As I’m writing this, my heart is racing. I glance down at my Fitbit and notice that my pulse is over 100. I’m sweaty and clammy, hot and cold all at once. I feel shaky and lightheaded. Coming down with something? Nope. Heart attack?
Wrong, again. Just anxiety. I shouldn’t write “just anxiety” because for the millions of sufferers of anxiety, dealing with anxiety is anything but “just”. By creeping into your subconscious and taking over your thoughts, it can ruin you day, your week, and if you let it…your life.
I am not a doctor, and my advice is not meant to take the place of a professional medical opinion. Consult a professional if you are regularly experiencing anxiety.
However, many times we experience anxiety in a time and place when it isn’t feasible to contact a doctor…and that’s when we need strategies for managing anxiety.
Often ruminations begin to camp out in our heads, making it difficult to do anything else except focus solely on what’s bothering us. We can’t get anything else done because we’re worried about insignificant details or feeling overwhelmed about tasks that need to be completed.
Maybe we are even worried something important, but it’s out of our control—we’ve done all we can. Or maybe we have a fear…rational or irrational…and we can’t stop thinking about it.
As someone who has dealt with anxiety in my personal life and professional life as a school nurse, I understand how these overwhelming feelings can sneak into your day and paralyze you.
I’ve spoken to many fellow moms, teens, and preteens that often feel overwhelmed and out of control in their day to day lives. They’re functioning—so many of us are functioning—not necessarily necessitating medication, but definitely in need of some help coping.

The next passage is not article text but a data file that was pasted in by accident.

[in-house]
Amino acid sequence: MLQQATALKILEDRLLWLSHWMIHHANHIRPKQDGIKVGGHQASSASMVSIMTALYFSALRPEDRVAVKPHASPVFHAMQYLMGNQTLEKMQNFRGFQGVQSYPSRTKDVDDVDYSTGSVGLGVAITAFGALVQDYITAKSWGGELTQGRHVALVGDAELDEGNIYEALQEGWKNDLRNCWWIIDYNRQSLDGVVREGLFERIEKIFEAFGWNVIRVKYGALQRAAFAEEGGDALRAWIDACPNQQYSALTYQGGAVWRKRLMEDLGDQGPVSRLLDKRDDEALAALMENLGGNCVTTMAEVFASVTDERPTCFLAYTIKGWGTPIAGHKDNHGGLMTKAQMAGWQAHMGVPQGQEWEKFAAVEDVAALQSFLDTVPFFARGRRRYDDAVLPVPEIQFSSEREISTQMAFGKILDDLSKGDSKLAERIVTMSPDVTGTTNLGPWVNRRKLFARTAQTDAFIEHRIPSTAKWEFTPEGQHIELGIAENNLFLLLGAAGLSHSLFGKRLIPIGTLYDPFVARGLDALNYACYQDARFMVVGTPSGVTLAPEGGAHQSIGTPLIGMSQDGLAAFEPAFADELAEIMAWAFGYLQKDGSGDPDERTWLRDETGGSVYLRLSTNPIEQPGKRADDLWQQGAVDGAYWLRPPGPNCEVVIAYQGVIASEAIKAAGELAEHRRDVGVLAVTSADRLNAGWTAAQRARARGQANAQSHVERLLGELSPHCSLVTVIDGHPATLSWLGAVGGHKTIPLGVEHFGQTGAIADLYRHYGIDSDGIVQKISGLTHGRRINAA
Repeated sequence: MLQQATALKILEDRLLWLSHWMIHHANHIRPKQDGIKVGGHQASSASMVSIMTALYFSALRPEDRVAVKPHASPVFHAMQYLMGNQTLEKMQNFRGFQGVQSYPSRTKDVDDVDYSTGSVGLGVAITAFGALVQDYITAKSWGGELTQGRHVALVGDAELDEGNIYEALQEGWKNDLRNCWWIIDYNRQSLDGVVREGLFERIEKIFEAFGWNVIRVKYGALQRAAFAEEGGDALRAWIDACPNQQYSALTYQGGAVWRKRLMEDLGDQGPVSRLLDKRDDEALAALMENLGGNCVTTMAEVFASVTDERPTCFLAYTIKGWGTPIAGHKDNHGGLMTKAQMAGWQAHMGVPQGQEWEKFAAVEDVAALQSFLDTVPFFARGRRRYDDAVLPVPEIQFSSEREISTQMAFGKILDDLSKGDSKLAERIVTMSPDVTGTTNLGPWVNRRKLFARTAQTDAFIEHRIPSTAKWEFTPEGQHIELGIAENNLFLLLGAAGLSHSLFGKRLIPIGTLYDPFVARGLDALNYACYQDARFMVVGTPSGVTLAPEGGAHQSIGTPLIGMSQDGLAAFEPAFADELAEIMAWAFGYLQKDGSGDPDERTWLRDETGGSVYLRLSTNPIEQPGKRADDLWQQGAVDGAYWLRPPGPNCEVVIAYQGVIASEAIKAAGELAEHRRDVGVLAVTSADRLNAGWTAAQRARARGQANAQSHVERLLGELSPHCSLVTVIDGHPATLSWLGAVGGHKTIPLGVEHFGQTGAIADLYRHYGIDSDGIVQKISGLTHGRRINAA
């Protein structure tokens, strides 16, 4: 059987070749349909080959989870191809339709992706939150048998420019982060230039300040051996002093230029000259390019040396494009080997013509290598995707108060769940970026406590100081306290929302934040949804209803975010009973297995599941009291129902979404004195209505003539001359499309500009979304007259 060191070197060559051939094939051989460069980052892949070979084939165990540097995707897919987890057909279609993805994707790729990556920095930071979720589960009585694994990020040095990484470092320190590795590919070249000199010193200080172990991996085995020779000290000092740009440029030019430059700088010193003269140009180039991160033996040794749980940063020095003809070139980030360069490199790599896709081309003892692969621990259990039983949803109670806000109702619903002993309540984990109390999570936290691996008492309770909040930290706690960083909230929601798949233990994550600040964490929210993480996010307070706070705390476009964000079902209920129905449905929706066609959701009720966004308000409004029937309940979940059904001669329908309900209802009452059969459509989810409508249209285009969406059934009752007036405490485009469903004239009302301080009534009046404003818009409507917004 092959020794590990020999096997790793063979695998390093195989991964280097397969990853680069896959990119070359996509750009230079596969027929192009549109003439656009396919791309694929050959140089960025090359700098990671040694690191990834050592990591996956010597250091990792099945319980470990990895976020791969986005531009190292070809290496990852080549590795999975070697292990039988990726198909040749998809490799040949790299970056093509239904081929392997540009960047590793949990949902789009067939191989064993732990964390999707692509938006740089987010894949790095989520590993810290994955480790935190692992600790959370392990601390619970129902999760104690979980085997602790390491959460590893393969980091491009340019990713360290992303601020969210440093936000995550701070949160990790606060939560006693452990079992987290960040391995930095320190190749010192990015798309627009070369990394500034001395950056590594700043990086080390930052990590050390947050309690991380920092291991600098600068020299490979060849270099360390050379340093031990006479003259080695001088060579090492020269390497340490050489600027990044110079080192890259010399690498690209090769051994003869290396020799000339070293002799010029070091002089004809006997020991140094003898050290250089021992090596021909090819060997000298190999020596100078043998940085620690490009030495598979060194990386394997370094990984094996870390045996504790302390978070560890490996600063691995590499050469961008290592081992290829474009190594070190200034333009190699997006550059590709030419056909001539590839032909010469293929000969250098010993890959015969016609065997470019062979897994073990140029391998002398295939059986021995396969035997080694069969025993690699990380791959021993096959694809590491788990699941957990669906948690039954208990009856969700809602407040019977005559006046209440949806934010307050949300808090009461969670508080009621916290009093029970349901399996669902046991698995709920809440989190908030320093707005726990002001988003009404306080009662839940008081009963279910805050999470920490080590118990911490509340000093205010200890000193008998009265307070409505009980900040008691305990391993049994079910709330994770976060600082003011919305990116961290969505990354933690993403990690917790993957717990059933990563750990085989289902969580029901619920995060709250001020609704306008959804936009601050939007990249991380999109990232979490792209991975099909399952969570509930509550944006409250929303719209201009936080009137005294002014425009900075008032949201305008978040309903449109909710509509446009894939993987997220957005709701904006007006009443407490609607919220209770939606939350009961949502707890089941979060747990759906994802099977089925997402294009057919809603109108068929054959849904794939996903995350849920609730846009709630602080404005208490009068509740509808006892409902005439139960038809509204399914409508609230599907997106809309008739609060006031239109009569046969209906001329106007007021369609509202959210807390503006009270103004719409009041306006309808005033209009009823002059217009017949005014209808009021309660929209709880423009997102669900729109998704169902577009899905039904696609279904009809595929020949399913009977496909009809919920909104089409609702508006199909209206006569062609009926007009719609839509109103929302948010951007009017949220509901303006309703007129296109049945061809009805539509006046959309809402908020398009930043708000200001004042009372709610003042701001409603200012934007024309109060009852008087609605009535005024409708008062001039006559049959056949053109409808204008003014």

I’ve complied a list of some strategies that I personally use and suggest to my students for managing anxiety.
- Hit the PAUSE button for a minute. Take a deep breath. Remove yourself from the situation that is causing your anxiety…if you can. If not, take a minute and breathe deeply. In through your nose, out through your mouth. Inhale and exhale for at least a count of four. Close your eyes and hit the reset button. You CAN get through this moment. (This is NOT the same as telling someone to “be calm”, which NEVER works. This is showing someone how to “be calm”.)
- Get out and do some exercise. Go for a walk. Or do some yoga. Maybe you want to punch a punching bag. Or run on the treadmill at a neck breaking pace. Anything that removes you from your stress and gets your heart pumping in a good way can be the break and refocusing you need to handle a situation. Or multiple situations.
- Listen to music. You can listen to traditional soothing classical music if you’d like. But if that’s not your thing, it can be rock or heavy metal or rap or pop. Whatever sweeps you up in the moment and gets you out of the moment of stress, works. Dancing is also a great combination of exercise and listening to music.